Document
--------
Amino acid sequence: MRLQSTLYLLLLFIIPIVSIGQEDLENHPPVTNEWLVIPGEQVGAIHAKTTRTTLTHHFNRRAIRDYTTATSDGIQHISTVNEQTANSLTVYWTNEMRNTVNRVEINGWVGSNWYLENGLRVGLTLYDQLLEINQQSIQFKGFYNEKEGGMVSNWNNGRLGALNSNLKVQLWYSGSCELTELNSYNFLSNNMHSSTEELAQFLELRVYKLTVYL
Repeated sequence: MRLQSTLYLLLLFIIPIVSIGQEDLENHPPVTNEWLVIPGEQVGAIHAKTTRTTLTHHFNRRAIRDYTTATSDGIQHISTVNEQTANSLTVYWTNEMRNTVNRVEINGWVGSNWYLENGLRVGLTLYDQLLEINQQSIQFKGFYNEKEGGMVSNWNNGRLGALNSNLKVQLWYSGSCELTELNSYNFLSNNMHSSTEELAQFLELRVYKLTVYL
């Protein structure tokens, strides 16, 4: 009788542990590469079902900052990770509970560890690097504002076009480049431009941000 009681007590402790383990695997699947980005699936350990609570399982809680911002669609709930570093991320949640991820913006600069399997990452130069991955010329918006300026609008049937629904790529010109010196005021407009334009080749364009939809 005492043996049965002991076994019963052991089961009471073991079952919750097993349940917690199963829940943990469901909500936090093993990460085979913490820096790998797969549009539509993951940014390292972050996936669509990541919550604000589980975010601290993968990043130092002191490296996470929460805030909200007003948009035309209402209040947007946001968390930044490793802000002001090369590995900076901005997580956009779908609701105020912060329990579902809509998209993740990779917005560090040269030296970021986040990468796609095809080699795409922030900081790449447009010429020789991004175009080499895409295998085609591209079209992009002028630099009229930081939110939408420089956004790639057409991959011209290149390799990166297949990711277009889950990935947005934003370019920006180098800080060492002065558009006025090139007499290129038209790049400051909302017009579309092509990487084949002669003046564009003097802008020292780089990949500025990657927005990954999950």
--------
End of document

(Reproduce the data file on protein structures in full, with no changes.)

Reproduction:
Amino acid sequence: MRLQSTLYLLLLFIIPIVSIGQEDLENHPPVTNEWLVIPGEQVGAIHAKTTRTTLTHHFNRRAIRDYTTATSDGIQHISTVNEQTANSLTVYWTNEMRNTVNRVEINGWVGSNWYLENGLRVGLTLYDQLLEINQQSIQFKGFYNEKEGGMVSNWNNGRLGALNSNLKVQLWYSGSCELTELNSYNFLSNNMHSSTEELAQFLELRVYKLTVYL
Repeated sequence: MRLQSTLYLLLLFIIPIVSIGQEDLENHPPVTNEWLVIPGEQVGAIHAKTTRTTLTHHFNRRAIRDYTTATSDGIQHISTVNEQTANSLTVYWTNEMRNTVNRVEINGWVGSNWYLENGLRVGLTLYDQLLEINQQSIQFKGFYNEKEGGMVSNWNNGRLGALNSNLKVQLWYSGSCELTELNSYNFLSNNMHSSTEELAQFLELRVYKLTVYL
């Protein structure tokens, strides 16, 4: 009788542990590469079902900052990770509970560890690097504002076009480049431009941000 009681007590402790383990695997699947980005699936350990609570399982809680911002669609709930570093991320949640991820913006600069399997990452130069991955010329918006300026609008049937629904790529010109010196005021407009334009080749364009939809 005492043996049965002991076994019963052991089961009471073991079952919750097993349940917690199963829940943990469901909500936090093993990460085979913490820096790998797969549009539509993951940014390292972050996936669509990541919550604000589980975010601290993968990043130092002191490296996470929460805030909200007003948009035309209402209040947007946001968390930044490793802000002001090369590995900076901005997580956009779908609701105020912060329990579902809509998209993740990779917005560090040269030296970021986040990468796609095809080699795409922030900081790449447009010429020789991004175009080499895409295998085609591209079209992009002028630099009229930081939110939408420089956004790639057409991959011209290149390799990166297949990711277009889950990935947005934003370019920006180098800080060492002065558009006025090139007499290129038209790049400051909302017009579309092509990487084949002669003046564009003097802008020292780089990949500025990657927005990954999950």